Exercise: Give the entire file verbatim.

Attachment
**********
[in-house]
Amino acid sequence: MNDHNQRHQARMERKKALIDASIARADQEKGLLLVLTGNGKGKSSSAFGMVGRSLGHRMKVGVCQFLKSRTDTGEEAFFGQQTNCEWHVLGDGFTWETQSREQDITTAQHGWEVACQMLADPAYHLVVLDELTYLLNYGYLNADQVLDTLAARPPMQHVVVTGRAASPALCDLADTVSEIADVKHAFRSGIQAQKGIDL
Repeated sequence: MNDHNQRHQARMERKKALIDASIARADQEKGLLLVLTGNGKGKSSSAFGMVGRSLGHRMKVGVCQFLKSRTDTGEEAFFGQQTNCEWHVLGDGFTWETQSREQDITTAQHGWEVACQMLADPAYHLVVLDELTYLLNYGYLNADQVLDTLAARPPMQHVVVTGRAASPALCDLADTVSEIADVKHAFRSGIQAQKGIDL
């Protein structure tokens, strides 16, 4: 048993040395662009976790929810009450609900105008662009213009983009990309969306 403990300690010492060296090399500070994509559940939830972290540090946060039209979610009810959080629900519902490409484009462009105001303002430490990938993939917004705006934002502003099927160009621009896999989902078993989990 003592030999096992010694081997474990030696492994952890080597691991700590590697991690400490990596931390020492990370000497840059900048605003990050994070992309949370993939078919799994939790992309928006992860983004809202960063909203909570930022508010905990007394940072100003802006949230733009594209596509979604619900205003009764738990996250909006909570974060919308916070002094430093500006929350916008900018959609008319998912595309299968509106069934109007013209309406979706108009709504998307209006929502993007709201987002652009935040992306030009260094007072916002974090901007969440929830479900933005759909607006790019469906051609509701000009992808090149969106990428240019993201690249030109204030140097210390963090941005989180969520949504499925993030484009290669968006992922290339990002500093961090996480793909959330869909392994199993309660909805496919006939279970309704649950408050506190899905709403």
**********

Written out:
[in-house]
Amino acid sequence: MNDHNQRHQARMERKKALIDASIARADQEKGLLLVLTGNGKGKSSSAFGMVGRSLGHRMKVGVCQFLKSRTDTGEEAFFGQQTNCEWHVLGDGFTWETQSREQDITTAQHGWEVACQMLADPAYHLVVLDELTYLLNYGYLNADQVLDTLAARPPMQHVVVTGRAASPALCDLADTVSEIADVKHAFRSGIQAQKGIDL
Repeated sequence: MNDHNQRHQARMERKKALIDASIARADQEKGLLLVLTGNGKGKSSSAFGMVGRSLGHRMKVGVCQFLKSRTDTGEEAFFGQQTNCEWHVLGDGFTWETQSREQDITTAQHGWEVACQMLADPAYHLVVLDELTYLLNYGYLNADQVLDTLAARPPMQHVVVTGRAASPALCDLADTVSEIADVKHAFRSGIQAQKGIDL
């Protein structure tokens, strides 16, 4: 048993040395662009976790929810009450609900105008662009213009983009990309969306 403990300690010492060296090399500070994509559940939830972290540090946060039209979610009810959080629900519902490409484009462009105001303002430490990938993939917004705006934002502003099927160009621009896999989902078993989990 003592030999096992010694081997474990030696492994952890080597691991700590590697991690400490990596931390020492990370000497840059900048605003990050994070992309949370993939078919799994939790992309928006992860983004809202960063909203909570930022508010905990007394940072100003802006949230733009594209596509979604619900205003009764738990996250909006909570974060919308916070002094430093500006929350916008900018959609008319998912595309299968509106069934109007013209309406979706108009709504998307209006929502993007709201987002652009935040992306030009260094007072916002974090901007969440929830479900933005759909607006790019469906051609509701000009992808090149969106990428240019993201690249030109204030140097210390963090941005989180969520949504499925993030484009290669968006992922290339990002500093961090996480793909959330869909392994199993309660909805496919006939279970309704649950408050506190899905709403």